Last month I quoted Gandhi on inner guidance. “For me, he wrote, “the Voice of God, of Conscience, of Truth or the Inner Voice or the still small Voice mean one and the same thing.”
The Torah reading for the week just ending underscores the same truth, exhorting the people to follow what they know deep inside, choosing life. This is Deuteronomy 30:11-14: “Surely, this Instruction which I enjoin upon you this day is not too baffling for you, nor is it beyond reach. It is not in the heavens, that you should say, ‘Who among us can go up to the heavens and get it for us and impart it to us, that we may observe it?’ Neither is it beyond the sea, that you should say, ‘Who among us can cross to the other side of the sea and get it for us and impart it to us, that we may observe it?’ No, the thing is very close to you, in your mouth and in your heart, to observe it.”
In this season of soul-searching, I have been thinking hard about the assertion that to truly choose life, we have only to heed truths already resident in our own hearts. How do they get there?
My childhood was not big on moral instruction. In truth, I remember only one lesson, but it was delivered with irresistible regularity and force. My elders taught it whenever I came home from the schoolyard carrying a racist rhyme or tales of name-calling and childish persecution. “Never do that,” they told me. “Think how you would feel if someone did it to you.”
The golden rule exists (with slight variations) in every spiritual tradition. The version I later learned was based on a famous story of Rabbi Hillel, a great teacher who lived in Jerusalem around the beginning of the common era 2000 years ago. It is the first parable I remember learning. As the story goes, Hillel was challenged to convey the essence of Jewish teaching while standing on one foot: “That which is hateful to you,” he said, “do not do to your neighbor. That is the whole Torah; the rest is commentary.”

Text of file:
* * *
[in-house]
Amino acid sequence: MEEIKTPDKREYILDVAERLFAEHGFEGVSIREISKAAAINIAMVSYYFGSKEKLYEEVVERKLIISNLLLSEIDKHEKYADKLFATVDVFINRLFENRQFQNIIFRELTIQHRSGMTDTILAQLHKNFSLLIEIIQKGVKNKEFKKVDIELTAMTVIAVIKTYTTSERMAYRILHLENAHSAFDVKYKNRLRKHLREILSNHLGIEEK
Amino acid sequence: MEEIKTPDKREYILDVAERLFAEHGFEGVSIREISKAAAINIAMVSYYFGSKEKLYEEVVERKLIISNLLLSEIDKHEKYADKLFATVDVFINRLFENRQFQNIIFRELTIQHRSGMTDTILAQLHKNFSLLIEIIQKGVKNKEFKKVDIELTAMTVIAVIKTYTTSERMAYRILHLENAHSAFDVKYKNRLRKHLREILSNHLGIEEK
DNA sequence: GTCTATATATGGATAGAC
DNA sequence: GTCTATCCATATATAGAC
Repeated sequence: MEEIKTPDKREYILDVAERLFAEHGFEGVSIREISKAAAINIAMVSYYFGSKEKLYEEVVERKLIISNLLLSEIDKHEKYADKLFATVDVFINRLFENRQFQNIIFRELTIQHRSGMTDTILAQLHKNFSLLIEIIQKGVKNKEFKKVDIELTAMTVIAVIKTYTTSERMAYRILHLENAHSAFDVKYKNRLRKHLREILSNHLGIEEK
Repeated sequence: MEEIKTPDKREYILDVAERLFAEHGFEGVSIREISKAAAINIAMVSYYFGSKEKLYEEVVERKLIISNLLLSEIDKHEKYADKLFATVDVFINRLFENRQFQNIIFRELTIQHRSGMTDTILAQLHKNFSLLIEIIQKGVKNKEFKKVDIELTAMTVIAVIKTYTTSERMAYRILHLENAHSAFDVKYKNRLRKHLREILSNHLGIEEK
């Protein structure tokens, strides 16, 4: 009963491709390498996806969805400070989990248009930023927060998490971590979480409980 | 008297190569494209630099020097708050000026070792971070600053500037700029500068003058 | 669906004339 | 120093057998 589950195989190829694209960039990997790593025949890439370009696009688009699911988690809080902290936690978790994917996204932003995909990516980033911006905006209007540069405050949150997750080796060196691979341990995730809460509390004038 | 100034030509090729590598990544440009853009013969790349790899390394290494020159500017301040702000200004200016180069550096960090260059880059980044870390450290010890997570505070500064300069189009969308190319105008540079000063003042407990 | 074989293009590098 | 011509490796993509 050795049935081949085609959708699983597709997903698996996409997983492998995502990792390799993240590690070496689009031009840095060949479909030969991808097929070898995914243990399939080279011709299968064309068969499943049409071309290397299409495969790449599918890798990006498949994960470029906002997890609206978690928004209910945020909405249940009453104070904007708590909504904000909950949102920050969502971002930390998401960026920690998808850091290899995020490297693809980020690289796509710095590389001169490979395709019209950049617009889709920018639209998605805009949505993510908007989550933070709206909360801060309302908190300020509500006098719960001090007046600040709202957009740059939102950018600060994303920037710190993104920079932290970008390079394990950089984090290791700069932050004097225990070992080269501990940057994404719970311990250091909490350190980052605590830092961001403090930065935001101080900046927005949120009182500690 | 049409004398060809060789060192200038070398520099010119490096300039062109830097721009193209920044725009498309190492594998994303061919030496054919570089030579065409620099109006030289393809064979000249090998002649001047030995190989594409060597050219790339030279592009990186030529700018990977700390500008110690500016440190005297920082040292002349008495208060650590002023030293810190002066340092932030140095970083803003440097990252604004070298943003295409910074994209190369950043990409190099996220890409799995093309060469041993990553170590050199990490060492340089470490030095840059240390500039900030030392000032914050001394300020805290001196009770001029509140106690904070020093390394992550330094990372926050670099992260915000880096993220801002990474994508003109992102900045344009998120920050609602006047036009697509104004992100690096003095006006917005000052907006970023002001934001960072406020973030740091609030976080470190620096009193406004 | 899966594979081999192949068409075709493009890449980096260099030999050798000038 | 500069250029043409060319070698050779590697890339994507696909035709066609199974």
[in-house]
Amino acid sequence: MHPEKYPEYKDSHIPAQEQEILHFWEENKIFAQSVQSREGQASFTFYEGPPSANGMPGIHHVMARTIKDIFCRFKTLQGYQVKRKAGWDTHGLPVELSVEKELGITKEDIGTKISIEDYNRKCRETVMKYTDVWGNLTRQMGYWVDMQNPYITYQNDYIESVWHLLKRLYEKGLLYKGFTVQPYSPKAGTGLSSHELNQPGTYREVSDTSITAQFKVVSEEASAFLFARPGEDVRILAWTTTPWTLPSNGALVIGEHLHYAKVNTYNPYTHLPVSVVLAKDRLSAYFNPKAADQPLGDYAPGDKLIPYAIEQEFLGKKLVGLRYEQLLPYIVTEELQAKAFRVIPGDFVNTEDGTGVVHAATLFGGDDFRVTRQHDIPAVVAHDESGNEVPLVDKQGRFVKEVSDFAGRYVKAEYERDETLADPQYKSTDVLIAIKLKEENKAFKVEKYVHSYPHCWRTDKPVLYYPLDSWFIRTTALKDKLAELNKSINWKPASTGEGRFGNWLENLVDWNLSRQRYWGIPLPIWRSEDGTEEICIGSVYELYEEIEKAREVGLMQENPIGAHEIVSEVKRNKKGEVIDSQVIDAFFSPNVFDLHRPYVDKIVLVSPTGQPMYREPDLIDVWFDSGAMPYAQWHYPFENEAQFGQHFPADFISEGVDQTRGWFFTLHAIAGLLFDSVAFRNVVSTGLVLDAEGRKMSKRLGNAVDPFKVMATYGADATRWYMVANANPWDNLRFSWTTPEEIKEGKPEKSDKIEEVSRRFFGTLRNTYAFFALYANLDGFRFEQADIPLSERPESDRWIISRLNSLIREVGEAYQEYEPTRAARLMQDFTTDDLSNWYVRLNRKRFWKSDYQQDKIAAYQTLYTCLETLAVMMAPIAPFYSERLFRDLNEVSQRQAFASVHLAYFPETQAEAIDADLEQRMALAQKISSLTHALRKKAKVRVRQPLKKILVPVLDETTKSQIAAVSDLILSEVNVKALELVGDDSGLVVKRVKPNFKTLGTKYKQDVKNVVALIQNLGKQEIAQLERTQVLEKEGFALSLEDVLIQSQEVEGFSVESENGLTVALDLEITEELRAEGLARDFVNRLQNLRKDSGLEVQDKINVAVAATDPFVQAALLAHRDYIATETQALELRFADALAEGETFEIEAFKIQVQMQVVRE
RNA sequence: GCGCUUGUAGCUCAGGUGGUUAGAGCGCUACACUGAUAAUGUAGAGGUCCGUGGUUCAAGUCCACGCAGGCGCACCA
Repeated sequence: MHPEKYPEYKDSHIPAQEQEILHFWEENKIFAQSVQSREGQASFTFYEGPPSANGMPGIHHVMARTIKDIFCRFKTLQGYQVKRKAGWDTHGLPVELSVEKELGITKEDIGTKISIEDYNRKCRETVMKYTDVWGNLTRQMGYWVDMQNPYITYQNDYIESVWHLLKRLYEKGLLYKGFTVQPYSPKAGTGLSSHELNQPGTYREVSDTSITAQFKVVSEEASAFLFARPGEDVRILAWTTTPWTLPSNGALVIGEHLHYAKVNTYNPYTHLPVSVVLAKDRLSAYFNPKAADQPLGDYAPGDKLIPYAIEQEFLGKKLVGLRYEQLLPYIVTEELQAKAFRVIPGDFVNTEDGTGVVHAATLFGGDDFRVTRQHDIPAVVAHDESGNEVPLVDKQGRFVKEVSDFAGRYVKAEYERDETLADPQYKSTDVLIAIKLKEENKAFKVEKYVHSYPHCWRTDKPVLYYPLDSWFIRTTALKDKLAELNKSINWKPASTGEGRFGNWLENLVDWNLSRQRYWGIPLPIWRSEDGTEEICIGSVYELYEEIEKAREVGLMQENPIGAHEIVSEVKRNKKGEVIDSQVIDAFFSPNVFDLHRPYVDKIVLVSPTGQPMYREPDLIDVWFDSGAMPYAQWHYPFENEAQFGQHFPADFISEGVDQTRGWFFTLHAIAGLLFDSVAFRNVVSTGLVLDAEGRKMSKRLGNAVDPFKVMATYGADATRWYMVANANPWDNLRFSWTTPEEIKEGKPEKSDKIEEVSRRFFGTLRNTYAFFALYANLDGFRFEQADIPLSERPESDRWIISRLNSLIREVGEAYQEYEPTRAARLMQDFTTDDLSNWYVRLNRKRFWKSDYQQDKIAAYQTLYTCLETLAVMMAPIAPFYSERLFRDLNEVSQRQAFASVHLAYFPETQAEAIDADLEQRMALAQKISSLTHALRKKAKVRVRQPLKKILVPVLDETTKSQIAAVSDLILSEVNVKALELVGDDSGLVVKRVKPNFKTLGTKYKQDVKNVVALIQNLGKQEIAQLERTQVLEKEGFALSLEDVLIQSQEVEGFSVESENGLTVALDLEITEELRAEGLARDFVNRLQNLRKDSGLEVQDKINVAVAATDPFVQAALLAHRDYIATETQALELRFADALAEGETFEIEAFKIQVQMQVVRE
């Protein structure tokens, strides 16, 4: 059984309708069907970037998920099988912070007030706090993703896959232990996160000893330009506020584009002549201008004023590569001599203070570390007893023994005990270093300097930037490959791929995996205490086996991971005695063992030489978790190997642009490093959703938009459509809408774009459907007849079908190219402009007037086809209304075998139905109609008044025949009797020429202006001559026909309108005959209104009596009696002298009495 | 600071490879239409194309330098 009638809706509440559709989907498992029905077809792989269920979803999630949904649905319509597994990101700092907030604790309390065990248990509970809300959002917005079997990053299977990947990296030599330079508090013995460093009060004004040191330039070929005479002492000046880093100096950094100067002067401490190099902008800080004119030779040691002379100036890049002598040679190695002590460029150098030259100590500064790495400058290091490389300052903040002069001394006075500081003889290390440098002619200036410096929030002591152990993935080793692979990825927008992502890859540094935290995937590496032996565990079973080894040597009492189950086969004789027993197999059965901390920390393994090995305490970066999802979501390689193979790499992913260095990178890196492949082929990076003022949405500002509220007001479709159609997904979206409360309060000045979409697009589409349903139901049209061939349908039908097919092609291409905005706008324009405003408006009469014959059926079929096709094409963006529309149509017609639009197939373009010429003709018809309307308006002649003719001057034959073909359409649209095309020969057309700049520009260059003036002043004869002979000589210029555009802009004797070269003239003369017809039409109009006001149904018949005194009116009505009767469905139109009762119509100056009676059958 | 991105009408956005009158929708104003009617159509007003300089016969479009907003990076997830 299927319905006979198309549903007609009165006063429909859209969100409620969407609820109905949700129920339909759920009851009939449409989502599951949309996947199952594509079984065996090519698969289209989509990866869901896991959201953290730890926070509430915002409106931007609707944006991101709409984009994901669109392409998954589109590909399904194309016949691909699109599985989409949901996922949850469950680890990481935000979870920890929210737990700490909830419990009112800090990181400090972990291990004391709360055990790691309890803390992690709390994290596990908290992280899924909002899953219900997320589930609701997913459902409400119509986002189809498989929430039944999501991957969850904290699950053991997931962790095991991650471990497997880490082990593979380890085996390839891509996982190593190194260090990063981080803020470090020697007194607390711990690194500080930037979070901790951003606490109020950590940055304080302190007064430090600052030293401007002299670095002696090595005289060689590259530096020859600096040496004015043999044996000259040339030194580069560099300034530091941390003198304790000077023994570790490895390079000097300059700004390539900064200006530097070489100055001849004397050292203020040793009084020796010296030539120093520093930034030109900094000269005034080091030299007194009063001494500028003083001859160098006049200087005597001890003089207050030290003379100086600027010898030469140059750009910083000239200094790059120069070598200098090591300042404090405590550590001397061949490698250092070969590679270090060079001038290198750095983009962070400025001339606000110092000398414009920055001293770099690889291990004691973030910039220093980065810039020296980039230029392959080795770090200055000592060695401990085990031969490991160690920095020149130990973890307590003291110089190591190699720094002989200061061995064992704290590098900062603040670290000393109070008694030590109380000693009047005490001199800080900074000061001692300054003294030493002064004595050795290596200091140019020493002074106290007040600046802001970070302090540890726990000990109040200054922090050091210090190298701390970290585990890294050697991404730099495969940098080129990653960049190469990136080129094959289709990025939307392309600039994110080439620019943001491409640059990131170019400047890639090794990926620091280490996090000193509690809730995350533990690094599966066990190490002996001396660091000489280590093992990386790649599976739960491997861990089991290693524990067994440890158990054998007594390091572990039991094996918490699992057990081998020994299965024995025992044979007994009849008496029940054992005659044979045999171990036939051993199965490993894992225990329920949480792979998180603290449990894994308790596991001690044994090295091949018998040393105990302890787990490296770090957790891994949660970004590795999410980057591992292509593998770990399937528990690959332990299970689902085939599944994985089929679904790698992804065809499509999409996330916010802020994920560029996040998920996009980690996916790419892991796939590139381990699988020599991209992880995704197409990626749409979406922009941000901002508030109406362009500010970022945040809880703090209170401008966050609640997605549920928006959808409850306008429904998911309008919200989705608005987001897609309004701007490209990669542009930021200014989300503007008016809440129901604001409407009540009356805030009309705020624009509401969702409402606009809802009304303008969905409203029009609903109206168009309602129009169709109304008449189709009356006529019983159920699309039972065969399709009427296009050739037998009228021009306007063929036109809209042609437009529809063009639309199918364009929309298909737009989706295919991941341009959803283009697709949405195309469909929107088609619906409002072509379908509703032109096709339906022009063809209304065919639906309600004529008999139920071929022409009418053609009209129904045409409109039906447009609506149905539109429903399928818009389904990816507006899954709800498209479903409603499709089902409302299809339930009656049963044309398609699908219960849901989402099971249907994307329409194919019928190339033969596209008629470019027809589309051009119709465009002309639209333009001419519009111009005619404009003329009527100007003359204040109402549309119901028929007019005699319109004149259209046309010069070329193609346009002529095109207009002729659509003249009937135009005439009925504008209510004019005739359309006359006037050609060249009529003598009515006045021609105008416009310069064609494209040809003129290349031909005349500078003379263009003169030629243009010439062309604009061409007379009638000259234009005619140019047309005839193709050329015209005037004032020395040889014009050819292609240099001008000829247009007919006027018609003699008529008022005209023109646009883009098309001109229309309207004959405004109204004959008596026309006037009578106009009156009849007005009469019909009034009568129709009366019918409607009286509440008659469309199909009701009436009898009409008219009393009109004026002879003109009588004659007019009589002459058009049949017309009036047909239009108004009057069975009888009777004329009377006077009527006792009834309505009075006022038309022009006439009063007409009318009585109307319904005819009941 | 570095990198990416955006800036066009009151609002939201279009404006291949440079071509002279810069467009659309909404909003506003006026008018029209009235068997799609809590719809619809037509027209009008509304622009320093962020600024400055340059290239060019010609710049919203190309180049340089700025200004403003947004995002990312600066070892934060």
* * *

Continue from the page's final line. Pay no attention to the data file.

This is precisely how the New York Times‘ lead editorial on Friday characterized the objections of military officers, members of Congress, former cabinet members and others who have spoken out against President Bush’s demands for what the Times characterized as “coerced evidence, secret hearings and other horrific violations of American justice.” I recommend that you read the editorial in its entirety. Here’s a snippet for now:
The opposition to these provisions by legal scholars, military lawyers and a host of former top commanders of the armed forces has been overwhelming. In recent days, two former chairmen of the joint chiefs of staff, Colin L. Powell, and John W. Vessey, wrote to Senator John McCain urging him to go on fighting the White House. “The world is beginning to doubt the moral basis of our fight against terrorism,” General Powell wrote.
More than two dozen former military leaders and top Pentagon officials, from both parties, wrote to Senator John Warner, chairman of the Armed Services Committee, expressing “profound concern” about undermining the Geneva Conventions. Their objections involve a simple equation: The Conventions protect captured American soldiers. If America mistreats its prisoners, American soldiers are in danger of the same, or worse.
The world in its multifariousness offers ample evidence for any hypothesis. If we want to believe the villains are winning, we can tote up victories for their side; if we want to see a groundswell of energy for positive change, the evidence is everywhere too. Looking at the world through fear-colored glasses, it is easy to believe that those with whom we disagree lack an inner voice. But to think so is arrogant. As to Congress as a whole, we’ll have to wait and see if enough members grow a spine in time to vote on this matter. But it is not every day that a triumvirate of hard-right senators like Warner, McCain and Lindsey Graham refuse the president a blank check.
In this High Holy Day season, we focus on t’shuvah—reorientation, turning, redemption. In an image of t’shuvah inspired by the writing of Rabbi Adin Steinsaltz, I imagine human beings as planets, endlessly orbiting the creative, healing source of life. None of us is any farther from that source, none of us any closer. The question is one of orientation. In an instant, a person who has been gazing into darkness pivots to face the light, and everything changes. Each autumn, I remember this: we are never too far, it is never too late, there is no wrong reason, to turn.
I imagine that sometime in childhood, every member of Congress was admonished, “Don’t do that to Bobby. How would you feel if he did it to you?” Each day brings the growth of dissent from the immorality our government has been perpetrating. My wish in this season of change is that those who represent us remember that childhood admonition and turn toward the source of empathy abiding very close to them, in their hearts and in their mouths.